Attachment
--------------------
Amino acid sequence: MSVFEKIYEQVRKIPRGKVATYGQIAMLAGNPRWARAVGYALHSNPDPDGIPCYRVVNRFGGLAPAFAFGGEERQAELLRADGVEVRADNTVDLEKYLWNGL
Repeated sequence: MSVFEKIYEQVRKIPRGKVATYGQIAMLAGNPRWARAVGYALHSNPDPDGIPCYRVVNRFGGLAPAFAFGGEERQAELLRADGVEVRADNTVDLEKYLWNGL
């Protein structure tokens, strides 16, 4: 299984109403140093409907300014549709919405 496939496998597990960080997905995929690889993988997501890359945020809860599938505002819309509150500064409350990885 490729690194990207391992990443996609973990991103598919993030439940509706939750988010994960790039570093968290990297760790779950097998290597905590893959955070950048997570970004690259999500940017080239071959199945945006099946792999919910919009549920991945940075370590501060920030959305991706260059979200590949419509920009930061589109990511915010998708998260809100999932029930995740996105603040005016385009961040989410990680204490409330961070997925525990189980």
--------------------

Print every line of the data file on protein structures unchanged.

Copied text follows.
Amino acid sequence: MSVFEKIYEQVRKIPRGKVATYGQIAMLAGNPRWARAVGYALHSNPDPDGIPCYRVVNRFGGLAPAFAFGGEERQAELLRADGVEVRADNTVDLEKYLWNGL
Repeated sequence: MSVFEKIYEQVRKIPRGKVATYGQIAMLAGNPRWARAVGYALHSNPDPDGIPCYRVVNRFGGLAPAFAFGGEERQAELLRADGVEVRADNTVDLEKYLWNGL
């Protein structure tokens, strides 16, 4: 299984109403140093409907300014549709919405 496939496998597990960080997905995929690889993988997501890359945020809860599938505002819309509150500064409350990885 490729690194990207391992990443996609973990991103598919993030439940509706939750988010994960790039570093968290990297760790779950097998290597905590893959955070950048997570970004690259999500940017080239071959199945945006099946792999919910919009549920991945940075370590501060920030959305991706260059979200590949419509920009930061589109990511915010998708998260809100999932029930995740996105603040005016385009961040989410990680204490409330961070997925525990189980």